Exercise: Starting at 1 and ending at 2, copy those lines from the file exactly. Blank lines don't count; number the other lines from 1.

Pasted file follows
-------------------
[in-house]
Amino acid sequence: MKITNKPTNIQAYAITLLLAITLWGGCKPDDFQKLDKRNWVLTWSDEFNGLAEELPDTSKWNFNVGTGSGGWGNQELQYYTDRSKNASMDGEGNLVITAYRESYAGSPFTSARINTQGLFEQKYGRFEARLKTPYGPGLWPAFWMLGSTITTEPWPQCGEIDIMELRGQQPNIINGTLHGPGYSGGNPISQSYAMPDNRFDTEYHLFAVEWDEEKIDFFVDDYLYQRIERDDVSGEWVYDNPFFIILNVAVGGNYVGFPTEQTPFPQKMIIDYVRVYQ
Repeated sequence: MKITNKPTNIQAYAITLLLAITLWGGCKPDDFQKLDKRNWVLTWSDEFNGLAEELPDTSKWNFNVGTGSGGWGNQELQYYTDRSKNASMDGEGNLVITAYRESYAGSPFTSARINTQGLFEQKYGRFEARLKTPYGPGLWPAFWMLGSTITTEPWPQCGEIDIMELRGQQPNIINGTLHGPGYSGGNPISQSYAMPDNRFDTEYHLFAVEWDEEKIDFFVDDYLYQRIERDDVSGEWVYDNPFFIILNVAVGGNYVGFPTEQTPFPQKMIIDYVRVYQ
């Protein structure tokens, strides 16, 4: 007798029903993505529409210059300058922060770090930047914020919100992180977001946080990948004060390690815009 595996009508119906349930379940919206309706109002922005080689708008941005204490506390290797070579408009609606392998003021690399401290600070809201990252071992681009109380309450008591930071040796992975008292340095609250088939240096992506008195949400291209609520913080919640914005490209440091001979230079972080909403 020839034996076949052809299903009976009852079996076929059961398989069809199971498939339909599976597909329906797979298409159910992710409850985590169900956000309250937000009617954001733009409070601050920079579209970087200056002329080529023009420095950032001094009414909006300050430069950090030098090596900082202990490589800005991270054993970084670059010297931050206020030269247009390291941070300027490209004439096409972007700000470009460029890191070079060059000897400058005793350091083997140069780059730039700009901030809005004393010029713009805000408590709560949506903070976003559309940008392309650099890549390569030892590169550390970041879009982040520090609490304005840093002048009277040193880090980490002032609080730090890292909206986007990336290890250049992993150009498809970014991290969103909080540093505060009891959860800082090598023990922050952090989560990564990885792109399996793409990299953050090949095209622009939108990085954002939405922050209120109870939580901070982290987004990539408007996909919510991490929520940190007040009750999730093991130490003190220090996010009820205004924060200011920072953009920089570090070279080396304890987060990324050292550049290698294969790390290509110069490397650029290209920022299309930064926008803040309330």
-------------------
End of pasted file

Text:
[in-house]
Amino acid sequence: MKITNKPTNIQAYAITLLLAITLWGGCKPDDFQKLDKRNWVLTWSDEFNGLAEELPDTSKWNFNVGTGSGGWGNQELQYYTDRSKNASMDGEGNLVITAYRESYAGSPFTSARINTQGLFEQKYGRFEARLKTPYGPGLWPAFWMLGSTITTEPWPQCGEIDIMELRGQQPNIINGTLHGPGYSGGNPISQSYAMPDNRFDTEYHLFAVEWDEEKIDFFVDDYLYQRIERDDVSGEWVYDNPFFIILNVAVGGNYVGFPTEQTPFPQKMIIDYVRVYQ